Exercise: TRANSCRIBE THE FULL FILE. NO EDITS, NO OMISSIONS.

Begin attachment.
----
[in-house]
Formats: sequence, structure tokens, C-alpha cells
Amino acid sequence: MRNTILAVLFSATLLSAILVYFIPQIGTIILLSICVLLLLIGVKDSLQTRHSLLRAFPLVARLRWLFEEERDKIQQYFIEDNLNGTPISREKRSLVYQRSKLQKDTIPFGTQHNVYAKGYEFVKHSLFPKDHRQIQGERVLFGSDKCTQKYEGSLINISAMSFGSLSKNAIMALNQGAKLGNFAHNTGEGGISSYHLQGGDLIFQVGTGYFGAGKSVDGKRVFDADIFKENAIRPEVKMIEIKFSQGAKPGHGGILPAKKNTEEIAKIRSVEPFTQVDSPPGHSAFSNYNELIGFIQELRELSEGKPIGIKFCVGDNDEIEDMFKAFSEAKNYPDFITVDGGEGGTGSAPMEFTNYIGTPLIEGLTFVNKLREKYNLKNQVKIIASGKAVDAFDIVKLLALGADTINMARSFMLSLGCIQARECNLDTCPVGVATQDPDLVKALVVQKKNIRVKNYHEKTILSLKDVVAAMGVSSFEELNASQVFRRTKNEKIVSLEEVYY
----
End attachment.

[in-house]
Formats: sequence, structure tokens, C-alpha cells
Amino acid sequence: MRNTILAVLFSATLLSAILVYFIPQIGTIILLSICVLLLLIGVKDSLQTRHSLLRAFPLVARLRWLFEEERDKIQQYFIEDNLNGTPISREKRSLVYQRSKLQKDTIPFGTQHNVYAKGYEFVKHSLFPKDHRQIQGERVLFGSDKCTQKYEGSLINISAMSFGSLSKNAIMALNQGAKLGNFAHNTGEGGISSYHLQGGDLIFQVGTGYFGAGKSVDGKRVFDADIFKENAIRPEVKMIEIKFSQGAKPGHGGILPAKKNTEEIAKIRSVEPFTQVDSPPGHSAFSNYNELIGFIQELRELSEGKPIGIKFCVGDNDEIEDMFKAFSEAKNYPDFITVDGGEGGTGSAPMEFTNYIGTPLIEGLTFVNKLREKYNLKNQVKIIASGKAVDAFDIVKLLALGADTINMARSFMLSLGCIQARECNLDTCPVGVATQDPDLVKALVVQKKNIRVKNYHEKTILSLKDVVAAMGVSSFEELNASQVFRRTKNEKIVSLEEVYY